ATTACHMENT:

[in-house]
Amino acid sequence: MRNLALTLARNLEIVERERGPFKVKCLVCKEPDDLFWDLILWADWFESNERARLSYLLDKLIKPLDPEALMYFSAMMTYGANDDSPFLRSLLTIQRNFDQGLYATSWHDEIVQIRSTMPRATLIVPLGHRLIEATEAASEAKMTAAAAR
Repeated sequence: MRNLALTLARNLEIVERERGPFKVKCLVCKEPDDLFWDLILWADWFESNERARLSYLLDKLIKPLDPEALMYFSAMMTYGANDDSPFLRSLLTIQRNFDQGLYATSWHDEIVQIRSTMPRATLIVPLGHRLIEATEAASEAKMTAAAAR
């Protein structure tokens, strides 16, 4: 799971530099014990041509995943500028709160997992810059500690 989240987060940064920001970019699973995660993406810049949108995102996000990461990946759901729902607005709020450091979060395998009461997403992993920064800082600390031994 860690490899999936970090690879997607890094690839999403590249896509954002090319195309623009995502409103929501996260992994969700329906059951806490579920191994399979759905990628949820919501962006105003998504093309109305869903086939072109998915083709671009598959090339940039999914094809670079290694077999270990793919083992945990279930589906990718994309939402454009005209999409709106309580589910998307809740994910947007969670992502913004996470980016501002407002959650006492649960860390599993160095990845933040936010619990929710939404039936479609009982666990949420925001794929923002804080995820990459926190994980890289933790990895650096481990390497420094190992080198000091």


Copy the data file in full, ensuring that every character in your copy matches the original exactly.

[in-house]
Amino acid sequence: MRNLALTLARNLEIVERERGPFKVKCLVCKEPDDLFWDLILWADWFESNERARLSYLLDKLIKPLDPEALMYFSAMMTYGANDDSPFLRSLLTIQRNFDQGLYATSWHDEIVQIRSTMPRATLIVPLGHRLIEATEAASEAKMTAAAAR
Repeated sequence: MRNLALTLARNLEIVERERGPFKVKCLVCKEPDDLFWDLILWADWFESNERARLSYLLDKLIKPLDPEALMYFSAMMTYGANDDSPFLRSLLTIQRNFDQGLYATSWHDEIVQIRSTMPRATLIVPLGHRLIEATEAASEAKMTAAAAR
């Protein structure tokens, strides 16, 4: 799971530099014990041509995943500028709160997992810059500690 989240987060940064920001970019699973995660993406810049949108995102996000990461990946759901729902607005709020450091979060395998009461997403992993920064800082600390031994 860690490899999936970090690879997607890094690839999403590249896509954002090319195309623009995502409103929501996260992994969700329906059951806490579920191994399979759905990628949820919501962006105003998504093309109305869903086939072109998915083709671009598959090339940039999914094809670079290694077999270990793919083992945990279930589906990718994309939402454009005209999409709106309580589910998307809740994910947007969670992502913004996470980016501002407002959650006492649960860390599993160095990845933040936010619990929710939404039936479609009982666990949420925001794929923002804080995820990459926190994980890289933790990895650096481990390497420094190992080198000091």